Welcome to the Backbone of the Internet.
The Internet is:
- Billions of connected devices
- Millions of routers
- Countless layers of switching fabric —
Regardless of geography or device type, the backbone of the Internet is responsible for traversing your customers, employees, and API partners to your organization’s online properties.
As the Internet is a dynamic environment that your business depends upon, there are inherent risks many feel are out of their control. These risks have a profound impact on your reputation, and in some cases, on you directly. Dramatically increasing complexity makes it very daunting for triage teams to truly embrace and trust the Internet to deliver critical intelligence and controls to make mean-time-to-repair and root cause analysis, truly effective.
Outages and instabilities will occur. Especially at scale. It’s really bad for business when a site becomes unavailable, but it’s horrible when a regional provider goes down.
A regional outage can easily affect the bottom line of your business. When this happens, you must be able to react in a timely fashion with tools and procedures to mitigate the risk and restore presence. Every day, our real-time global mesh of sensors sees 3,000 outages, instabilities and anomalies. Though large continental outages are rare, regional micro-outages are a constant norm.
Your customers do not care whose fault it is.
As technical professionals, we spend the majority of our active careers trying to mitigate these kinds of risks and, for the most part, we are very effective in these efforts. But there is a component to the risk that you face today that’s not often planned for, nor is it monitored. That component is the part in the middle, the part of the Internet that drives all of our transit but is outside of our perceived control.
The last time someone in my family had an issue with their financial institution, family schedule, transportation, sports or social media applications, they didn’t blame Singtel, NTT, Starhub, Level 3, or the AAG. Rather, they cursed the local Internet service provider because their customer service sucks and then blamed the company they expected a rich quality of service delivery from.
Incorporating an Internet Performance Management (IPM) platform enables businesses to better plan, monitor, analyze, and control the relationships (transactions) happening around the Internet.
IPM forearms businesses with the perspectives and control needed to evaluate which systems are affected, and to drill into root cause, faster. Most importantly, with IPM, operators have triage tools to quickly route traffic around affected circuits with ADNS traffic steering.
No, you don’t have this already.
Let’s break this down — first by understanding and contrasting Internet Performance Management (IPM) with the more commonly understood Network and Application Performance solutions many of you already have invested in.
Network Performance Management (NPM) defines a category of solutions that typically operate by dropping a piece of hardware or software into a network in order to listen to the traffic at strategic points along the circuit. By using a Network tap, or span port data from a router, NPM tools have the capability of monitoring key parts of the network and application in flight. They do this by watching the packet or its payload between endpoints to provide critical wire-base performance metrics. NPM is concerned primarily with network Load, Throughput, and Response time between endpoints and is often referred to as agentless monitoring.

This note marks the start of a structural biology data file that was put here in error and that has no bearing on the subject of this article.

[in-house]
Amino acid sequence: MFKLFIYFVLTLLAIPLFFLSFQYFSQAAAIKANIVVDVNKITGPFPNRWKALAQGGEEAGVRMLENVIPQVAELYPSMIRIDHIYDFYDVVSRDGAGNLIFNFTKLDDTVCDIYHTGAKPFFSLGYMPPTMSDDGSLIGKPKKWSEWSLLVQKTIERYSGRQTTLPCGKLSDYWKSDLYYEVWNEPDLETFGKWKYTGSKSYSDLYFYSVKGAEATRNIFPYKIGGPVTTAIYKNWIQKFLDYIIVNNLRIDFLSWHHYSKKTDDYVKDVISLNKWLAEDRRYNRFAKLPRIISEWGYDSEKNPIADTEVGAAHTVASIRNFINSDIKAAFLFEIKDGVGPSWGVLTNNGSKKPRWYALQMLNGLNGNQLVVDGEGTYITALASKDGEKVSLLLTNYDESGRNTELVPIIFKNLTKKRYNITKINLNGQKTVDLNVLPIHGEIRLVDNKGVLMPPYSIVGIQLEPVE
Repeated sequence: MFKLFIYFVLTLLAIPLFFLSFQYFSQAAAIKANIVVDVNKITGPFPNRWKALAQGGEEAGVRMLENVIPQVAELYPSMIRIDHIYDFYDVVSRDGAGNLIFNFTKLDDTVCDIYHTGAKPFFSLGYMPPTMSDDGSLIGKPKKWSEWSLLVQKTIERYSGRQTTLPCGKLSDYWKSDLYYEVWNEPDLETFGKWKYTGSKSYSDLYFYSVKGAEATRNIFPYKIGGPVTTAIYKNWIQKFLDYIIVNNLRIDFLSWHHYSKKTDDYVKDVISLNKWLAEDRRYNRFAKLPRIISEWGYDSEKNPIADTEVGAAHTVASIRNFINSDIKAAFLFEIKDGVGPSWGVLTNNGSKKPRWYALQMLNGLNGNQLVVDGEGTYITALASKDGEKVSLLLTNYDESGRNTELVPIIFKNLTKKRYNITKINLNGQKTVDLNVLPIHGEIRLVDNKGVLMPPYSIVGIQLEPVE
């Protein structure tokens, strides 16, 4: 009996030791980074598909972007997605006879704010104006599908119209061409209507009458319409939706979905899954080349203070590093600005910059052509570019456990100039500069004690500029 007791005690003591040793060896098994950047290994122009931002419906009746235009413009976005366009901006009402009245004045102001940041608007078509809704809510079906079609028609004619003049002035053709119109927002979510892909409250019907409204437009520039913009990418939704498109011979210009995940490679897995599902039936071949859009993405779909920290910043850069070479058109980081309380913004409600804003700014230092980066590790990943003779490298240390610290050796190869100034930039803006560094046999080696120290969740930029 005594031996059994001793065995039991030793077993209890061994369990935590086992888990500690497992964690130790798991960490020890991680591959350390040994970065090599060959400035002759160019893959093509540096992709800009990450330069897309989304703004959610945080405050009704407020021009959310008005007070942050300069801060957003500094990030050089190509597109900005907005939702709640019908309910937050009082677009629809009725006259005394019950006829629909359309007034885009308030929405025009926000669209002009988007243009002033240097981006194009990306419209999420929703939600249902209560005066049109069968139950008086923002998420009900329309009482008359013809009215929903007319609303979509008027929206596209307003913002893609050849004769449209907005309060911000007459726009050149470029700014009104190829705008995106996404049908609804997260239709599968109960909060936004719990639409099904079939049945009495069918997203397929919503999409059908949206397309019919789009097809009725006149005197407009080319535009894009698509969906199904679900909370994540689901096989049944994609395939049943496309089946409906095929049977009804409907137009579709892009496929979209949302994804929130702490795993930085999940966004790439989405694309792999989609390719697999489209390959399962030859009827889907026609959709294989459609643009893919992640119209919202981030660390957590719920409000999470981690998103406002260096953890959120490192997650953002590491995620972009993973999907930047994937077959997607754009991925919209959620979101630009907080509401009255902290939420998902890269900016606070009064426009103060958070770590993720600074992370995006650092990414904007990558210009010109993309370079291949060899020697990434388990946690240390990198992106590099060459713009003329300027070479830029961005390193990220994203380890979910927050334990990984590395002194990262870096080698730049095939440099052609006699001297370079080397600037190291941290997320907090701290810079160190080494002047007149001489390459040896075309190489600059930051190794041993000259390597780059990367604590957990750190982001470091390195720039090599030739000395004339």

Application Performance Management (APM) is different than NPM as it typically uses an agent, or an interface, to access information or give control. APM systems typically operate using injection by way of an agent into a process, or by sampling a public interface, such as a system counter or API, or a stream. These solutions can also operate by absorbing messages on the bus. APM solutions tend to focus on Key Performance Indicators and transaction flows, aka business transactions.
Both APM and NPM solutions are great. They offer fantastic post-mortem analysis of how systems behave, but these solutions do not offer a real-time view of the global ecosystem at a glance. These solutions are focused on endpoint transactions and connections; they fall short in three key categories; monitoring the entire transit layer, reachability, and ADNS traffic steering.
IPM is your IT third eye; the view that completes an end-to-end operational performance picture. Data and analytics are important, I think we’ve shown that here, but that’s only the first 2 parts of conducting triage using Internet Performance Management.
DNS monitoring and traffic steering with failover completes the IPM platform picture. Combining intelligent data and analytics with Dyn traffic steering creates powerful, responsive, and fault tolerant Internet presence. Traffic can be steered based upon geography or demand.
Dyn Internet Performance Management is technology and platform agnostic. So, regardless of your current APM and NPM investments, Dyn is completing the operational picture by filling the monitoring and control gaps your APM and NPM solutions suffer from.
When fully implemented, an Internet Performance Management platform will offer you the clarity and control you require to harness the Internet and make it your competitive advantage.
Mikel Steadman is the Director of Sales and Solutions Engineering at Dyn, the world leader in Internet Performance Solutions that delivers traffic management, message management, and performance assurance. Follow on Twitter: @MikelSteadman & @Dyn.